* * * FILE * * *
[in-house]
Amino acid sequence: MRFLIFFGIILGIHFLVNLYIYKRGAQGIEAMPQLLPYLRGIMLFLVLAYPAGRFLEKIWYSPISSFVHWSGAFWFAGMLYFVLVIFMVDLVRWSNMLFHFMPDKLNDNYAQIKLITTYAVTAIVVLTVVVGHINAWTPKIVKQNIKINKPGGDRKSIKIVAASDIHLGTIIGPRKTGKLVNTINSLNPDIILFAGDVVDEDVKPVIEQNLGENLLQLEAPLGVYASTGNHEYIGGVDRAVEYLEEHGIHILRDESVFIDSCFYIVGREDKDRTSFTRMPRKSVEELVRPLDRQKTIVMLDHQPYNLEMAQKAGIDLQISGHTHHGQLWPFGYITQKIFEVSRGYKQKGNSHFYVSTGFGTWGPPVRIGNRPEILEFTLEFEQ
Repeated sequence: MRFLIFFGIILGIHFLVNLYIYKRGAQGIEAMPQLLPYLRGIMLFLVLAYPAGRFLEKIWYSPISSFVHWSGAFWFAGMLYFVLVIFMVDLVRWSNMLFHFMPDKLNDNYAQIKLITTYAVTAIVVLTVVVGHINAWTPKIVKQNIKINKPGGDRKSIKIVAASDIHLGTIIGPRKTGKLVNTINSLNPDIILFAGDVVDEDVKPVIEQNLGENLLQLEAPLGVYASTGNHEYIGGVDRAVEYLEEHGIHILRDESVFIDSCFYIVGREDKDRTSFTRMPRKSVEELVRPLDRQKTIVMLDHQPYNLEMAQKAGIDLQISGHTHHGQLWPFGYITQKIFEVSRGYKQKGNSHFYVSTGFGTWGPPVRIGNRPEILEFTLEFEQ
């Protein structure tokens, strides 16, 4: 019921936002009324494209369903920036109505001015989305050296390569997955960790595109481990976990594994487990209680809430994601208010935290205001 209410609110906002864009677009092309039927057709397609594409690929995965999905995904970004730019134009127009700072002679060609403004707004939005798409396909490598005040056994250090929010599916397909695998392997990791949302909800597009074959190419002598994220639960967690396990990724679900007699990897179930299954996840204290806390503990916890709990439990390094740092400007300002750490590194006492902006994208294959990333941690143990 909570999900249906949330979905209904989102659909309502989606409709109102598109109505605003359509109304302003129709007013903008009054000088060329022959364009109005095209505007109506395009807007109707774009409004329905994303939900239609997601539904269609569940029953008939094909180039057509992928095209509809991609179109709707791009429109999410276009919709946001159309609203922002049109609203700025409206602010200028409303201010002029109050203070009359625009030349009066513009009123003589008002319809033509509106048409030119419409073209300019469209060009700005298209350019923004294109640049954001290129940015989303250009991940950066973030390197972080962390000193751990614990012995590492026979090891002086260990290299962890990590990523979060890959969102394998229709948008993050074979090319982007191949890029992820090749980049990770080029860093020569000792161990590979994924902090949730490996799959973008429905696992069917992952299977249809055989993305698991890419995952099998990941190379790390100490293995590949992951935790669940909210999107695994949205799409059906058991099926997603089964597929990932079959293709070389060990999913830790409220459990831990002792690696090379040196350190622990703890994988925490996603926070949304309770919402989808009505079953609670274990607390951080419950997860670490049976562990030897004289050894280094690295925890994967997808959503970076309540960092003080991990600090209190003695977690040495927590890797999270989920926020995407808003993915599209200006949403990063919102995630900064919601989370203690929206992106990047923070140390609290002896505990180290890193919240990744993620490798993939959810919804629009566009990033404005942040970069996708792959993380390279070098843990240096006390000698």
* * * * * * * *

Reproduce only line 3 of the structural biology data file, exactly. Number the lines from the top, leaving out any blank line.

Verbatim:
Repeated sequence: MRFLIFFGIILGIHFLVNLYIYKRGAQGIEAMPQLLPYLRGIMLFLVLAYPAGRFLEKIWYSPISSFVHWSGAFWFAGMLYFVLVIFMVDLVRWSNMLFHFMPDKLNDNYAQIKLITTYAVTAIVVLTVVVGHINAWTPKIVKQNIKINKPGGDRKSIKIVAASDIHLGTIIGPRKTGKLVNTINSLNPDIILFAGDVVDEDVKPVIEQNLGENLLQLEAPLGVYASTGNHEYIGGVDRAVEYLEEHGIHILRDESVFIDSCFYIVGREDKDRTSFTRMPRKSVEELVRPLDRQKTIVMLDHQPYNLEMAQKAGIDLQISGHTHHGQLWPFGYITQKIFEVSRGYKQKGNSHFYVSTGFGTWGPPVRIGNRPEILEFTLEFEQ